A lot of time is spent talking about clubhead speed. There are a couple of ways to create clubhead speed. A bigger swing is very effective because it gives you a bigger arc to build up clubhead speed or a more efficient way is using torque which creates a tremendous amount of clubhead speed.
As a boxer in the military, I learned to harness my power more efficiently by using my body instead of my arms. If a boxer relies on their arms, they will punch themselves out. However, by using my body I created more power behind my punches and I was doing it more efficiently. I was able to defeat boxers who were much bigger because they relied on their long arms to generate power while I was able to harness more power by getting my body behind each punch.
Now apply that to a golf swing. You can either make a bigger swing with your arms to create clubhead speed or you can use torque through resistance and create more clubhead speed more efficiently.
A single plane swing turns the arms, shoulders, chest and hips on the back swing. Timing of all these components is difficult at best. When done correctly it generates a lot of power. It takes a lot of practice to develop the timing to synchronize the hips, chest, shoulders and arms. Most recreational golfers don't have the time to spend on developing the timing needed for this type of golf swing.
A two plane swing only uses the arms, shoulders and chest on the back swing. Resistance is created when the chest, shoulders and arms turn while the lower body resists. Torque builds up in the lower back, latisimus muscles and abdomen. On the down swing, power is unleashed as the chest begins to turn the shoulders and the arms follow.
The goal is for the impact position to mirror the set up position with everything square at impact. Golfers using a single plane swing typically have an impact position with the hips already rotating past square forcing the chest, shoulders and arms to catch up. If the timing is off, a golfer could either be open at impact causing a slice or because the arms are trying to catch up with the lower body a golfer could over rotate and be closed at impact causing a hook.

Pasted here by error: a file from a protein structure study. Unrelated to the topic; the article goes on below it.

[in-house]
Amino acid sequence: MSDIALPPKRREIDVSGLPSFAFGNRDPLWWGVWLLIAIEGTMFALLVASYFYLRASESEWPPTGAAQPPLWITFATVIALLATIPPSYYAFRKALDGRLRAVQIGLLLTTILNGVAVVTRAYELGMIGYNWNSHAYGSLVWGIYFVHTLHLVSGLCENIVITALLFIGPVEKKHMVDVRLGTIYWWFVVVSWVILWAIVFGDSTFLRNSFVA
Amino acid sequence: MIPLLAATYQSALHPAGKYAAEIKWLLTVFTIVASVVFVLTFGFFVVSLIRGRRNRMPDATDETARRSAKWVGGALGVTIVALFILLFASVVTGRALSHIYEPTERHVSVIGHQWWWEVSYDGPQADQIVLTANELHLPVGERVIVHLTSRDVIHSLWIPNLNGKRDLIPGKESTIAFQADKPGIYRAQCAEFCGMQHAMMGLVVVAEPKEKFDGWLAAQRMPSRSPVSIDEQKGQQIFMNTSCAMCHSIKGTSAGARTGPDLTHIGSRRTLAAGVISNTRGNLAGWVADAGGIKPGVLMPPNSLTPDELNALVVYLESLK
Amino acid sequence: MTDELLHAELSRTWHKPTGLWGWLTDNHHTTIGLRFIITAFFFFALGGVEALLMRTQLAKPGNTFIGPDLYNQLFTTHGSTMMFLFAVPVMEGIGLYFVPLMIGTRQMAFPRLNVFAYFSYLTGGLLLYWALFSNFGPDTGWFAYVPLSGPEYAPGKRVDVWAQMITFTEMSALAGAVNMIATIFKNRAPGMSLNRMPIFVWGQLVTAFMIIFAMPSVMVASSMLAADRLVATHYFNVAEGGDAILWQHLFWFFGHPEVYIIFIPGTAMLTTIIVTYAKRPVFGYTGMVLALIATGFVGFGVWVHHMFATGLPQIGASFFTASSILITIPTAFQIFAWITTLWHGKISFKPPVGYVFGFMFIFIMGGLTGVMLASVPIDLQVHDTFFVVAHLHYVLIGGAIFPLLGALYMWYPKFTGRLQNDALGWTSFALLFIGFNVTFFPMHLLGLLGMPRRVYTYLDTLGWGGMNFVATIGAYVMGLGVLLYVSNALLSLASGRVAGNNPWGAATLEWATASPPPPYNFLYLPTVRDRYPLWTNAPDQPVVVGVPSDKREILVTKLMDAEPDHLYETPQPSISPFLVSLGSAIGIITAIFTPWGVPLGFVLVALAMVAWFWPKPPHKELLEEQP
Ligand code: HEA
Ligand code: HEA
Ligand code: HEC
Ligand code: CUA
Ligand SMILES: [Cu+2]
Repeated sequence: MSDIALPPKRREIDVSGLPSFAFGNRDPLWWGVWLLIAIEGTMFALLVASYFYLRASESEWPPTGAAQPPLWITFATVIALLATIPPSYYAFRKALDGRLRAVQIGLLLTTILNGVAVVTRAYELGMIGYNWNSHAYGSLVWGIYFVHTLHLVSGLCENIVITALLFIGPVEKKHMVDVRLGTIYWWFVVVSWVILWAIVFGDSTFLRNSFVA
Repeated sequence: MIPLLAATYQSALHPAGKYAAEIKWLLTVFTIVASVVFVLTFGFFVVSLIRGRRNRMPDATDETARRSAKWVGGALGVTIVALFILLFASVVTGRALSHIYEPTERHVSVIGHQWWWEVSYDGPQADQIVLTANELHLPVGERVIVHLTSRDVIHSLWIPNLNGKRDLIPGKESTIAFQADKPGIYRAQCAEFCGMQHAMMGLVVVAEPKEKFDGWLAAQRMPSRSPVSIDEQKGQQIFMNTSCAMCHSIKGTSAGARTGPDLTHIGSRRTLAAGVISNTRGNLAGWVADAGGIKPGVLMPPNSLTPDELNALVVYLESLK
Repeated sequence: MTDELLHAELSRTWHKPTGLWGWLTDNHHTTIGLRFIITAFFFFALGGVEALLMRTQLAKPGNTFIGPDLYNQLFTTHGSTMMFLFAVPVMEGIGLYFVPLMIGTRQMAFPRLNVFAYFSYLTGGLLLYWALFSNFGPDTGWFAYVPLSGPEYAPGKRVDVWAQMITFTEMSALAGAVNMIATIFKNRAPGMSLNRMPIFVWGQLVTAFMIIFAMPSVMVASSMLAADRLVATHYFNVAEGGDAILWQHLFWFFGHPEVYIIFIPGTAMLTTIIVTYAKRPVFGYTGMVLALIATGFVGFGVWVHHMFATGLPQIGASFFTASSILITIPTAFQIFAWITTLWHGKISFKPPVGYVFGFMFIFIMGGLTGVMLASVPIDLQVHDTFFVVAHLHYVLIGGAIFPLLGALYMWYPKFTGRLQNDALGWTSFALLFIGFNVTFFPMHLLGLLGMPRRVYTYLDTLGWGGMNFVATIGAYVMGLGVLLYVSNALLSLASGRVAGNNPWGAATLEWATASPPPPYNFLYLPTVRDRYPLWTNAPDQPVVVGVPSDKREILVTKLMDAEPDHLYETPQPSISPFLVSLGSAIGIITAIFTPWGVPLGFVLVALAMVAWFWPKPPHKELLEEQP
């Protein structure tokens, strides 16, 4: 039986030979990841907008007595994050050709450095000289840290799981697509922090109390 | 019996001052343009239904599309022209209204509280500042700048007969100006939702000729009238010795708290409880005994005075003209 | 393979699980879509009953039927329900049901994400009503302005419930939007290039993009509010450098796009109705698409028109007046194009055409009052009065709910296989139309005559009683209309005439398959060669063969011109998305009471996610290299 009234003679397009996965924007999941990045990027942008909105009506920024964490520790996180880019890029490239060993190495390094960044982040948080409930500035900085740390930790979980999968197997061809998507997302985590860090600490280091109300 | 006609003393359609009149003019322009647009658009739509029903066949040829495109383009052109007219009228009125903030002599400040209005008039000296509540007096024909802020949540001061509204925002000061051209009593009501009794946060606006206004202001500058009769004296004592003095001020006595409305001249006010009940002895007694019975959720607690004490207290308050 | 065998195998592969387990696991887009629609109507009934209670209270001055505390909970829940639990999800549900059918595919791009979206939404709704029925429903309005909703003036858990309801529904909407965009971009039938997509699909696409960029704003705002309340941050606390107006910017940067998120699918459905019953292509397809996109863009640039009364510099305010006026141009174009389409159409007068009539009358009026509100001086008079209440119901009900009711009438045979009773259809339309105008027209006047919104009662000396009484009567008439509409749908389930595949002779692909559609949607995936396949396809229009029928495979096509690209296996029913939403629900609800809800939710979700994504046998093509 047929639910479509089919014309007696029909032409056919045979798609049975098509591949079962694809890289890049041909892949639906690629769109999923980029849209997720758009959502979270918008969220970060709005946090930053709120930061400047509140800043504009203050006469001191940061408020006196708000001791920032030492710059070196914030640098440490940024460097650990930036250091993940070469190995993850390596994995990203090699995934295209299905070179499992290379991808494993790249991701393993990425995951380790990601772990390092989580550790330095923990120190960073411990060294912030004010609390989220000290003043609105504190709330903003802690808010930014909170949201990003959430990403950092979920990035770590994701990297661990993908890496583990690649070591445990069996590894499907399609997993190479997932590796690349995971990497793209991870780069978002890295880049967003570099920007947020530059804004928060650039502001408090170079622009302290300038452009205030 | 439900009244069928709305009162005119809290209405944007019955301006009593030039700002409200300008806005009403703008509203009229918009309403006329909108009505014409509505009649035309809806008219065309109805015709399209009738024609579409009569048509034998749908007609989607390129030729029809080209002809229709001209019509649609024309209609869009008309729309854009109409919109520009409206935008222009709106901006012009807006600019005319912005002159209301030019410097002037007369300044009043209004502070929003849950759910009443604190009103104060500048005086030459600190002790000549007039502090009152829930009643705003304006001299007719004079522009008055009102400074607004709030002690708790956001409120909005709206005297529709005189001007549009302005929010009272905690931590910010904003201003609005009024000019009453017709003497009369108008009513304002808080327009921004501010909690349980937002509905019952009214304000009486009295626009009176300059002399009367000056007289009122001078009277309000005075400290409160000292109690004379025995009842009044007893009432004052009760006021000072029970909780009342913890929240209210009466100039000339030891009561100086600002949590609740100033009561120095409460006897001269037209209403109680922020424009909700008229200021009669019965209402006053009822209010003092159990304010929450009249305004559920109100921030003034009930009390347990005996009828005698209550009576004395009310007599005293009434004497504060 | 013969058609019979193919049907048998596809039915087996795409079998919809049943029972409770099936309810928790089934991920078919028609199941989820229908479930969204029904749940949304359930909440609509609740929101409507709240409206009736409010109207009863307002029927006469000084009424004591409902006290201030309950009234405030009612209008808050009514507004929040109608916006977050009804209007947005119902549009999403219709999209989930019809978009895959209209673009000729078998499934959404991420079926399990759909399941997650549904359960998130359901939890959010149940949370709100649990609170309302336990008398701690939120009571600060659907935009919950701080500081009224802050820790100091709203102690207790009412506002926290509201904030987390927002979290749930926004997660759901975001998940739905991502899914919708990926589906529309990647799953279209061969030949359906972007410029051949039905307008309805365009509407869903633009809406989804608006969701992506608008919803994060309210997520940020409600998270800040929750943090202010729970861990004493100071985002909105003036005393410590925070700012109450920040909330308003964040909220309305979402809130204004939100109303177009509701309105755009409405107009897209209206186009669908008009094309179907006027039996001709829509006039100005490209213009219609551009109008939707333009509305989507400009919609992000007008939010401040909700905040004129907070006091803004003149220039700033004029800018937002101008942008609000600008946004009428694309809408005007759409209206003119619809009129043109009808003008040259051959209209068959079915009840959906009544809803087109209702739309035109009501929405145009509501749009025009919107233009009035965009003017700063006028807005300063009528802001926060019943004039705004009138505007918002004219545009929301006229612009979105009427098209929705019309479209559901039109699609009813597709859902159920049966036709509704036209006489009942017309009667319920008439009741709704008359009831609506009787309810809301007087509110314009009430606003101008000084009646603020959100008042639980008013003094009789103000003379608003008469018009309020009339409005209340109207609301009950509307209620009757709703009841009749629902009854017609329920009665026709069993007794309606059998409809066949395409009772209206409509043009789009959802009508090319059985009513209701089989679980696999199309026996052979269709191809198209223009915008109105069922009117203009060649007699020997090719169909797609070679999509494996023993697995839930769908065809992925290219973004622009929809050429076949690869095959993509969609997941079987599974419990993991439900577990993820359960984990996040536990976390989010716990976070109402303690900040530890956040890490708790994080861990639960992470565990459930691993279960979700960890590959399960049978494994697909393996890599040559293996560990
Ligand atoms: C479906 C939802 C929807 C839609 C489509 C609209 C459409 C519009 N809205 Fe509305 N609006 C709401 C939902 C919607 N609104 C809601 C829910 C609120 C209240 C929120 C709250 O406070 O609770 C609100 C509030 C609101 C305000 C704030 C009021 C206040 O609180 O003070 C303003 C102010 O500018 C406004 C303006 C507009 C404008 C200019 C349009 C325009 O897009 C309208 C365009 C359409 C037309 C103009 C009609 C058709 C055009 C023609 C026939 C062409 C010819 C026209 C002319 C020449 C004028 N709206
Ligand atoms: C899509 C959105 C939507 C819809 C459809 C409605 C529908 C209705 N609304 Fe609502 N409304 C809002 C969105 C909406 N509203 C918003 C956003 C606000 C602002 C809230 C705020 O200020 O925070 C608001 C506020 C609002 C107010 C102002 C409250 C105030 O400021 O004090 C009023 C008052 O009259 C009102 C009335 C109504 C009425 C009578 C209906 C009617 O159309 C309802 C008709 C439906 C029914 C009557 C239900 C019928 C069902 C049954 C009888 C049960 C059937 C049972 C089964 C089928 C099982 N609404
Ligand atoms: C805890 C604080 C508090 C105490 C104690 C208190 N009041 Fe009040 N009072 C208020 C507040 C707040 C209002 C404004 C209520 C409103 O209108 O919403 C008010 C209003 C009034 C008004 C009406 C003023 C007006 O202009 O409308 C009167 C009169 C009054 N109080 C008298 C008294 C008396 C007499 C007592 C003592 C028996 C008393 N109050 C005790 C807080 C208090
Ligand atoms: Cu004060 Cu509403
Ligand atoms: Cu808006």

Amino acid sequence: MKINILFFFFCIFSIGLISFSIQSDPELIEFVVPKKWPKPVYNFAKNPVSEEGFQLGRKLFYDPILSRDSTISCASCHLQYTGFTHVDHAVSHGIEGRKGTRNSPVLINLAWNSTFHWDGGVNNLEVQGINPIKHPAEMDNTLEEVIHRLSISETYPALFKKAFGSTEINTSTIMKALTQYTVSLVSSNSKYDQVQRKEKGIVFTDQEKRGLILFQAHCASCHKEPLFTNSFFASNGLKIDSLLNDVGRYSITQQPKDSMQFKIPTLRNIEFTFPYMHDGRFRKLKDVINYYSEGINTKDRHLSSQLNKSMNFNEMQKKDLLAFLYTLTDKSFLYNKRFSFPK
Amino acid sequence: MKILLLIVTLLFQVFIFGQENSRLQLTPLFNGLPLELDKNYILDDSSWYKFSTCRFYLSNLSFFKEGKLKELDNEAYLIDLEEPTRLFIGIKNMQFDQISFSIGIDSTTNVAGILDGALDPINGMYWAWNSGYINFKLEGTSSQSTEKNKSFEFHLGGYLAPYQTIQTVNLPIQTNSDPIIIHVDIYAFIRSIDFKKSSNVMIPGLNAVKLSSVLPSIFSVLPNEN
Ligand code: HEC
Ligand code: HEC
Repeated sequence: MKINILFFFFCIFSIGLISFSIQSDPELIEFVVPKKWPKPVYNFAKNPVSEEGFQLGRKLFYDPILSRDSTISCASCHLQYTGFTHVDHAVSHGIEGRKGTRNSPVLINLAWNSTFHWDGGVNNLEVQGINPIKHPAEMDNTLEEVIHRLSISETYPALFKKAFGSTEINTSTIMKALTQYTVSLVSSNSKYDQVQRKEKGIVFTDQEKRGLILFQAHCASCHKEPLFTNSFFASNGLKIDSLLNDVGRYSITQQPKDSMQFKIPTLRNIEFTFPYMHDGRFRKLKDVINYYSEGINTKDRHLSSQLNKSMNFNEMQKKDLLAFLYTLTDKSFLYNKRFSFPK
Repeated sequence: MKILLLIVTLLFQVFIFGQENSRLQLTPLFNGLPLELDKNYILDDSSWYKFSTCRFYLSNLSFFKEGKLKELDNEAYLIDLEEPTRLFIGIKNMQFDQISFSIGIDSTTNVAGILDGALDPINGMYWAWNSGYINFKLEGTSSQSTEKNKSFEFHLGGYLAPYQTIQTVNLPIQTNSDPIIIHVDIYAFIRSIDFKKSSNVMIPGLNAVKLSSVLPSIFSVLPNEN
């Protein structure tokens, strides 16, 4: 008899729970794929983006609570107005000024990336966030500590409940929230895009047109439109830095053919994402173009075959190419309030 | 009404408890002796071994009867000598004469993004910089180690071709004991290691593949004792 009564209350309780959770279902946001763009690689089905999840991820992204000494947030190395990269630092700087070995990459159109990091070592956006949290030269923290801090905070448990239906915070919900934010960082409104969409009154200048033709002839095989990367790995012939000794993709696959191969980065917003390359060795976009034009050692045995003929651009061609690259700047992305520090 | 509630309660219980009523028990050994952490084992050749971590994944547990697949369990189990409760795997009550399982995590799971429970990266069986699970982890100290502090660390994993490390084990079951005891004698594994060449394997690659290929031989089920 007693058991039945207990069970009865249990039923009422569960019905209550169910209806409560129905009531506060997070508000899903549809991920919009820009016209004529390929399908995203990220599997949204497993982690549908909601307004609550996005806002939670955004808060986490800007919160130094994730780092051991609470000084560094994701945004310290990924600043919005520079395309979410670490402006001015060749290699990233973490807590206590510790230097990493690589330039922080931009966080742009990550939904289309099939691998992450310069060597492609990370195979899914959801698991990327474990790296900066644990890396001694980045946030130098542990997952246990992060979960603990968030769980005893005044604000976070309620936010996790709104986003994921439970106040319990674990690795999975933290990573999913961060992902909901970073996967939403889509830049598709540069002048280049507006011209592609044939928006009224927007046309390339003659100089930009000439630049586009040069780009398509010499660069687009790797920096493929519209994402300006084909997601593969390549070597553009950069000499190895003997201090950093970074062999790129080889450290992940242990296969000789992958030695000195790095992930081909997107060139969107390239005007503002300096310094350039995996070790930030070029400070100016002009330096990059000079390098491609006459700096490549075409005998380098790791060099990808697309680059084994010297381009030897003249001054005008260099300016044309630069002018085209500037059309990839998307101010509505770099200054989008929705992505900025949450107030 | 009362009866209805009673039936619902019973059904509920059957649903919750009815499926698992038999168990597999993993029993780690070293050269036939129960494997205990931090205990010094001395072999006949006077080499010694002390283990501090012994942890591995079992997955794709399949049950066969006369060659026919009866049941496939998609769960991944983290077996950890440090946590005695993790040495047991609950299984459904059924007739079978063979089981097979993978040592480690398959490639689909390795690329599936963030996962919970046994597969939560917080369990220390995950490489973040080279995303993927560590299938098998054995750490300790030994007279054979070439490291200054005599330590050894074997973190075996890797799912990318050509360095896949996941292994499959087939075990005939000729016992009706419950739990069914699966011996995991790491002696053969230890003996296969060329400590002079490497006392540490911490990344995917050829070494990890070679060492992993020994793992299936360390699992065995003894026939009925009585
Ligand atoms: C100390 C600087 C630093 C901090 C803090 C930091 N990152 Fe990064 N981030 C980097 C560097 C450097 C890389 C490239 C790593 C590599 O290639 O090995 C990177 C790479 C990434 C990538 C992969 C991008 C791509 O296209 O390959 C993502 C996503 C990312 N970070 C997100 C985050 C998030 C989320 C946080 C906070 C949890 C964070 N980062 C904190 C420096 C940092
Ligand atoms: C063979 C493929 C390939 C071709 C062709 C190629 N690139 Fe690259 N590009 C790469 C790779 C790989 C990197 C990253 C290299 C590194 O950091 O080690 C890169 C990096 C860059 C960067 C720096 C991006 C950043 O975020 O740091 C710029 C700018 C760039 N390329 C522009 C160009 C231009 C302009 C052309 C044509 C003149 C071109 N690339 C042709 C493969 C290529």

A two plane swing hinges the wrist early then turns the chest, shoulders and arms while keeping the hips square to the ball so that on the down swing the chest, shoulders and arms return to their square set up position at impact. The result is hitting the ball square at impact with more power. The hips then turn through the ball on the follow through by getting the heel of the rear foot up and perpendicular to the ground. The ability to hold the finish position until the ball lands demonstrates great balance.
In a single plane swing, the arms are trying to catch up to the hips causing a tendency to change tempo on the down swing. Tempo is easier to maintain throughout the golf swing using a two plane swing because the hips remain square on the back swing allowing the chest, shoulders and arms to square up at impact with minimal effort.
For recreational golfers, the two plane swing requires less practice to become proficient and generates more power. It keeps it super simple (KISS)!